Posts Tagged ‘wild sea bass’

As per twitter, this morning did not start off too well. Alarm not set, got up half an hour late, then Fran screaming at me about the cakes we must bake and bring to school, Stef stressed, checking the time. But I cook 15 pancakes in 10 minutes, Fran slurs on the Nutella, we get out of the door and onto our bikes after screams from various members of the family have confirmed to the neighbourhod that we are the most trashy family in town…

But then all well…Decide today is definitely a day to go for a coffee in my by now local bar, Caffe Vatta, and meet Davide (neighbour who thankfully was out of  his house early enough this morning not to hear the screams). He treats me to a caffe latte and I pick his brains for possible venues for my Wordplay workshops (he’s an estate agent – handy). No glimmers of hope until he remembers a S. Bosco (he of the Italian supermarket chain) who has a room above one of his supermarkets downtown that is only occasionally used. Could be perfect. And in true Italian style, this would be a ‘racommandata’ – ie. an introduction through a friend – and so therefore much more likely to materialise into something…  Let’s see.

Then I trundle off to Aldo’s the fishmonger, tell him that although the wild sea bass I bought last time was wonderful I can’t be doing spending that much on a family meal. But I’d still  prefer to buy fish that weren’t endangered, or farmed, or fed antibiotics (but can’t be bothered to do the research myself, I could have added). He went through all his gorgeous looking fish:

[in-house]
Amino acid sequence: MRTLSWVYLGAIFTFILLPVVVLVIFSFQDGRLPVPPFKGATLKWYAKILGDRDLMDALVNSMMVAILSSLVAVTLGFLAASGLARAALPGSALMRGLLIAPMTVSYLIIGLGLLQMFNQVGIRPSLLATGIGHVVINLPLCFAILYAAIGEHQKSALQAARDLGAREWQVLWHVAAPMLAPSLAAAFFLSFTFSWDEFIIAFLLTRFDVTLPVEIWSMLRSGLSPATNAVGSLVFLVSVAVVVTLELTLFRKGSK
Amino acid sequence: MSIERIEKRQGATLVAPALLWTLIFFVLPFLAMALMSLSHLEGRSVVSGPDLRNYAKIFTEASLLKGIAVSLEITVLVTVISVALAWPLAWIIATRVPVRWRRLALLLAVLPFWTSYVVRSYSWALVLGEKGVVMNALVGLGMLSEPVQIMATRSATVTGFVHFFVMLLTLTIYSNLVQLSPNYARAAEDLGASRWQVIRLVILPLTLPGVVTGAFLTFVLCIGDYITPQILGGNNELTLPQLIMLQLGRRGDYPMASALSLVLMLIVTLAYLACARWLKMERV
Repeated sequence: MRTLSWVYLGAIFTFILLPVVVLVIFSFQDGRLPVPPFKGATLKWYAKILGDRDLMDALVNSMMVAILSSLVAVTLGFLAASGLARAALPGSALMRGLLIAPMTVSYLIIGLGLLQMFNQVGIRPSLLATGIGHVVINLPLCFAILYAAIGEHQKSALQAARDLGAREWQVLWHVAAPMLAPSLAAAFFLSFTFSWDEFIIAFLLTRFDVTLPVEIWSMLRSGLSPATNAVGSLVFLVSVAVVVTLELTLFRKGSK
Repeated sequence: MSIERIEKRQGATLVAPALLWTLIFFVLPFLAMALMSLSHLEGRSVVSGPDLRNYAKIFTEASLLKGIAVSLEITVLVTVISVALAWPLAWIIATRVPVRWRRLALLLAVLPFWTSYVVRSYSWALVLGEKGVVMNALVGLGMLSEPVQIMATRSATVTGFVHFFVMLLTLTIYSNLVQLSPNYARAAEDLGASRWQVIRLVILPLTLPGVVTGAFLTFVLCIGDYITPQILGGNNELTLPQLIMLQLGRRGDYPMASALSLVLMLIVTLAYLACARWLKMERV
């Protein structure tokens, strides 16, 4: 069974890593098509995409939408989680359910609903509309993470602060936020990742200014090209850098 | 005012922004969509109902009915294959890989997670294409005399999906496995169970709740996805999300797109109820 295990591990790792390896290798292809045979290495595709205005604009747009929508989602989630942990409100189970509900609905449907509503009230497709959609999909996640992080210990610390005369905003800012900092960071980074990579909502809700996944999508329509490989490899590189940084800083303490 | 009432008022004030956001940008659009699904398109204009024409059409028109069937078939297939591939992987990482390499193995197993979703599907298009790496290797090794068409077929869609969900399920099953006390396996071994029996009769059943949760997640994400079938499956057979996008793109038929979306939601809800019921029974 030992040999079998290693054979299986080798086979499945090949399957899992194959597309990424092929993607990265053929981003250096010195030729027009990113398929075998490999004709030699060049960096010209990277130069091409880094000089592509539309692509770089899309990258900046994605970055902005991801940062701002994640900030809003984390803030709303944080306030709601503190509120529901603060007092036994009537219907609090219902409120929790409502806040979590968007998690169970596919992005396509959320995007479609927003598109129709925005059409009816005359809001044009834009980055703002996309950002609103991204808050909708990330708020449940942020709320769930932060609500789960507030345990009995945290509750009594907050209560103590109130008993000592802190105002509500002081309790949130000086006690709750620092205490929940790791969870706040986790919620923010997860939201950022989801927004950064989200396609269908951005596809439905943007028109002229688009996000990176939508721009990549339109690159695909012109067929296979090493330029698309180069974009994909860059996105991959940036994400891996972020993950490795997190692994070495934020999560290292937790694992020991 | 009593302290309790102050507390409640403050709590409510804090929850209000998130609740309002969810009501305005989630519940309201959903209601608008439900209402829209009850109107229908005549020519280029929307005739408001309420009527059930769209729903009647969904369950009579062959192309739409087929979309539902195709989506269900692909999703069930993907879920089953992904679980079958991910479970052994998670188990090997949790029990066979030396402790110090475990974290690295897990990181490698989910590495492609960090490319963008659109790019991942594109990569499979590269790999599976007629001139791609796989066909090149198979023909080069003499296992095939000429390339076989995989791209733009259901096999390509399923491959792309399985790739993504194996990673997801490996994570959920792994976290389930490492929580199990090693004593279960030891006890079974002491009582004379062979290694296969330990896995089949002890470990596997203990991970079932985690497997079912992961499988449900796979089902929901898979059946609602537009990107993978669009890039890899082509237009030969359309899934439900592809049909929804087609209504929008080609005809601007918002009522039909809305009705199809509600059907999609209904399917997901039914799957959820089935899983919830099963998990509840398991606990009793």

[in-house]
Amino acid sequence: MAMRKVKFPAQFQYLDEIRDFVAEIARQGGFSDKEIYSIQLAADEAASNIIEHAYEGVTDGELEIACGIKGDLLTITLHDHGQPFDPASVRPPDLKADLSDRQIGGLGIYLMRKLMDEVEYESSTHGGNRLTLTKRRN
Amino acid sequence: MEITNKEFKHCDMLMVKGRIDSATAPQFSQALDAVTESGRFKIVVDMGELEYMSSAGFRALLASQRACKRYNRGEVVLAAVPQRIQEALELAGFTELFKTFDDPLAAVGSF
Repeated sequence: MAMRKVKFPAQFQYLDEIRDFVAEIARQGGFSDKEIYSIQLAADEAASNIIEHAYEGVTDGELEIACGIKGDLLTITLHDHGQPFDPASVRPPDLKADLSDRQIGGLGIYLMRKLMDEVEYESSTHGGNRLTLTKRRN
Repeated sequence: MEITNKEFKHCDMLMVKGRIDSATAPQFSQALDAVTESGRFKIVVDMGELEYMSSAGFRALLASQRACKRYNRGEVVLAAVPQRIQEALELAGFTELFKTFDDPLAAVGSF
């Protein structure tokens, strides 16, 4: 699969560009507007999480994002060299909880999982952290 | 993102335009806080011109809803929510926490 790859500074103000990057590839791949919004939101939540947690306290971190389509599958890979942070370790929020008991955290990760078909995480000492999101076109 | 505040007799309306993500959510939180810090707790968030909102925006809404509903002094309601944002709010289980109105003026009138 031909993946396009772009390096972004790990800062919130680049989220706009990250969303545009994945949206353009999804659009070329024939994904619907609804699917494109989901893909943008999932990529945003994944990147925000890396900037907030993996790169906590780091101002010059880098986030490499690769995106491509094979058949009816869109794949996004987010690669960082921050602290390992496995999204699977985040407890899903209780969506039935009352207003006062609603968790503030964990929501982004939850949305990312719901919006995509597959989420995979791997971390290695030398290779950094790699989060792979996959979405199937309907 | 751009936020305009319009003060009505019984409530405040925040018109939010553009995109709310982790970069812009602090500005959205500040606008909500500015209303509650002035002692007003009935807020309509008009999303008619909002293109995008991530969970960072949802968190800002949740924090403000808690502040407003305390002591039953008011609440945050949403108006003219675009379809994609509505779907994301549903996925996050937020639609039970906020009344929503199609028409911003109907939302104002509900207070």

“Signora, ci sono tre tipi di pesci.”  

Madam, there are three kinds of fish.

This one is farmed and fed antibiotics – “non la consiglio”; this one is farmed, but naturally, in the sea and not fed anything, they just can’t swim very deeply, and they’re a bit limited in their enclosures; these, on the other hand, are fished in the open sea. The sea bass is expensive, but this, for example ‘Dorato’ – it’s also called ‘salpa’, remember that Signora – is not so expensive and it’s very good.”

So I took some – and fresh anchovies for the cat. We all eat well here!  

This is really what I was hoping for – my very own personal fishmonger, who can help me choose the fish, and tell me how to cook it. How great is that? 

That’s generally what I love about living in Italy – often there is the time and space for these kind of encounters – the very thorough, personal touch, with people who really know (and need!) their business. Yesterday, for example, Fran and I went to the dentist’s (she’s getting braces in 2 weeks) and he gave me the most thorough (if painful) clean of my teeth I have ever had. Last week we went to a furniture store and had a personal assistant who guided us around the shop, looked through catalogues with us, introduced us to the boss who gave us a “personalised discount” – and then presented us with a ceramic jug as a take away gift.

Obviously, it’s all for sales – but certainly helps to soften the chores.


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